• A distinction of this movie is that it really allows scenes and settings unroll slowly.  For example, we spend a lot of time just following the droids through the desert, panning through the Jawa sandcrawler, looking around the cantina. Maybe modern filmmaking considers this “boring” but I think a lot of the success of later Star Wars media is that it provided such a rich background for creators to fill in the blanks.
  • It’s often said that R2-D2 and C3PO are the point of view characters for this movie but that’s only true up until the point when Aunt Beru calls Luke to dinner.  From that point, Luke is the point of view character, with cuts to things happening on the Death Star.
  • From the dialogue, every indication is that Uncle Owen and Anakin Skywalker are brothers. I’ve been re-writing the prequel trilogy in my head and think that a tense relationship between a teenage Anakin and a disapproving older brother would’ve been a good place to start. I suppose, alternately, Beru could’ve been Anakin’s older sister.  Either way it would be a much less convoluted family dynamic.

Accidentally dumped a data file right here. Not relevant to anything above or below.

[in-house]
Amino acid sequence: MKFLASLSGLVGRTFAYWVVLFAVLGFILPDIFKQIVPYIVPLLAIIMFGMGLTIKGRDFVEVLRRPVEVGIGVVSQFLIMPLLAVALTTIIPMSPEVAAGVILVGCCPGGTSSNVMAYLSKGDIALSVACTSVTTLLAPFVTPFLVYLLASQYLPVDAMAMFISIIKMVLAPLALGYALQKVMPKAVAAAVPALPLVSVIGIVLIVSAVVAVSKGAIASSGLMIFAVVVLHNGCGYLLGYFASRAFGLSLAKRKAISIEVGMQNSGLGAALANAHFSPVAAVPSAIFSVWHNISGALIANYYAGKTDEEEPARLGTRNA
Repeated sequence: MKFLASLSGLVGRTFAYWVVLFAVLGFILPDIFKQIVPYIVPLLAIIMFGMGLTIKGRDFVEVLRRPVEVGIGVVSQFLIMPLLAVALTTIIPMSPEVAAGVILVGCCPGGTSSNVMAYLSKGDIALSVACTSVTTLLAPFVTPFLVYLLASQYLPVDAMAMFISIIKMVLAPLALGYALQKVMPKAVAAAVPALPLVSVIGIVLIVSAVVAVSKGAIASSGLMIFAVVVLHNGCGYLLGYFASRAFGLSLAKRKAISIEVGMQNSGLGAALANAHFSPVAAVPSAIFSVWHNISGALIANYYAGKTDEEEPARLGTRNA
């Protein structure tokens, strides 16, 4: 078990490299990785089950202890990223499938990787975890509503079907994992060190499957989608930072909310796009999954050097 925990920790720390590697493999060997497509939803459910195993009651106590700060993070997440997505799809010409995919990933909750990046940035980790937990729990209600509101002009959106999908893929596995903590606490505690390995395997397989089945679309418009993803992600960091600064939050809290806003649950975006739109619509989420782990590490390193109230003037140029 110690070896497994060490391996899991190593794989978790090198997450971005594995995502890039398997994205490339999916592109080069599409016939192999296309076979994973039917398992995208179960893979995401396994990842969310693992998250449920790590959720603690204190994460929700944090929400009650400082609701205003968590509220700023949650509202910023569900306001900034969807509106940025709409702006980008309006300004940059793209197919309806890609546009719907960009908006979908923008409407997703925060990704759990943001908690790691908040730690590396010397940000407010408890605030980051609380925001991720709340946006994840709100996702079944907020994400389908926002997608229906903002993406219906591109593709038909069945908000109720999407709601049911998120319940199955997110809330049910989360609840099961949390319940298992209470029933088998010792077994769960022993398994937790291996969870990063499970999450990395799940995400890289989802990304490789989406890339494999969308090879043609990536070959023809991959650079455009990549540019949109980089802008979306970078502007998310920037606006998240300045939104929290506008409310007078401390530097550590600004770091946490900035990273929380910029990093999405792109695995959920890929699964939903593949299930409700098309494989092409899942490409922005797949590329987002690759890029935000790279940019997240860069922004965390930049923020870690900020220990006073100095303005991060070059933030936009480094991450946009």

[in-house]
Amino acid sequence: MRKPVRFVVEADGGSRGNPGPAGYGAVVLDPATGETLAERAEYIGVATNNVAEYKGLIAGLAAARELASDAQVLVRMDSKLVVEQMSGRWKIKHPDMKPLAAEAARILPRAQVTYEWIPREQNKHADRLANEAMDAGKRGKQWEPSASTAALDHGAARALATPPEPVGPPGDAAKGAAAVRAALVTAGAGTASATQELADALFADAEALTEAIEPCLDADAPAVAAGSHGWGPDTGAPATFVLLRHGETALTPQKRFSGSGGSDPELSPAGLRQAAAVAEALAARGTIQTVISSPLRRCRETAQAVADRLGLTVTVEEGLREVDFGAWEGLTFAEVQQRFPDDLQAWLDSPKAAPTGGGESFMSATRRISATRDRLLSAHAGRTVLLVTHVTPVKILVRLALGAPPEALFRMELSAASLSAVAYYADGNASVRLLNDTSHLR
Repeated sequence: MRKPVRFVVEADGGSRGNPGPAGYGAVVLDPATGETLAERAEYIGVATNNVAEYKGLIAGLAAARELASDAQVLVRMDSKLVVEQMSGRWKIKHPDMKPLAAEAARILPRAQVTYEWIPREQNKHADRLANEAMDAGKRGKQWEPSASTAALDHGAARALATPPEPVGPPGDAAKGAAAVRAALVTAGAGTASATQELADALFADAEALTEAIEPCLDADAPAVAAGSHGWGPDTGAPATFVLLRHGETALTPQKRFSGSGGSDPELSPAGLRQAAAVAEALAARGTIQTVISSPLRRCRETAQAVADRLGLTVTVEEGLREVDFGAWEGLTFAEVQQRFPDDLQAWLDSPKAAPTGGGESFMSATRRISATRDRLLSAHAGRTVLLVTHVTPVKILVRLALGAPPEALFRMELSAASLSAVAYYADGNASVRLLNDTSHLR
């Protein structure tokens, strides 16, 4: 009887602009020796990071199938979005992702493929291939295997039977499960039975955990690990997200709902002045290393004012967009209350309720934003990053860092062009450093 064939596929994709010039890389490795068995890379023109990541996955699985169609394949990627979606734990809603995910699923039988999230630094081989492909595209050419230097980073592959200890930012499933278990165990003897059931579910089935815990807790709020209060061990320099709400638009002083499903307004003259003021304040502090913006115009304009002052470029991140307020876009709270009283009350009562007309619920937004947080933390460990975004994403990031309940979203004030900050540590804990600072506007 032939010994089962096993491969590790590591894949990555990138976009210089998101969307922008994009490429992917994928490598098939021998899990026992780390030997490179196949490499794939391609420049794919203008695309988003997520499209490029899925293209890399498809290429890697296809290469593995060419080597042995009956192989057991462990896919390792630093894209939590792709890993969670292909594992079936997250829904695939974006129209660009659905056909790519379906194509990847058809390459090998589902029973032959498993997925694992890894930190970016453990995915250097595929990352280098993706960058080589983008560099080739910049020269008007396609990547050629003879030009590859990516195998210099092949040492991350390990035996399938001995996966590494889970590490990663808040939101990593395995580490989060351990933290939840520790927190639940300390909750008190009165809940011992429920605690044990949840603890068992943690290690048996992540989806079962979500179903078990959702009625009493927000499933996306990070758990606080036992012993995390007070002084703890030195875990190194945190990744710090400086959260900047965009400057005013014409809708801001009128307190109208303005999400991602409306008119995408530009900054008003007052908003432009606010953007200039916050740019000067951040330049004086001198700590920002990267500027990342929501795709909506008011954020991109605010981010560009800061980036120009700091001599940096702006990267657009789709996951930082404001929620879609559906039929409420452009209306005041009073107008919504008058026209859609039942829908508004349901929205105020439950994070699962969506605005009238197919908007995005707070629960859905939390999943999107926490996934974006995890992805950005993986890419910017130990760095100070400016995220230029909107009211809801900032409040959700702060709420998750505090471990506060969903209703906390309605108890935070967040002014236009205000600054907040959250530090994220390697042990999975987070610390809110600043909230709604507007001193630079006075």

• I unironically love “Maclunkey!”
  • So TK-241, another stormtrooper, and the scanning crew are all killed by Han, Chewie, and Luke.  Do they fly off from the Death Star with four dead bodies on the ship?
  • Leia recognizes the name “Ben” Kenobi and calls Han a “flyboy” when she shouldn’t know these things yet.
  • I want a supercut of all the scenes in Star Wars movies where stormtroopers are just chatting.
  • Chewbacca doesn’t get a medal, but he gets the last word in the movie – “ARGH!”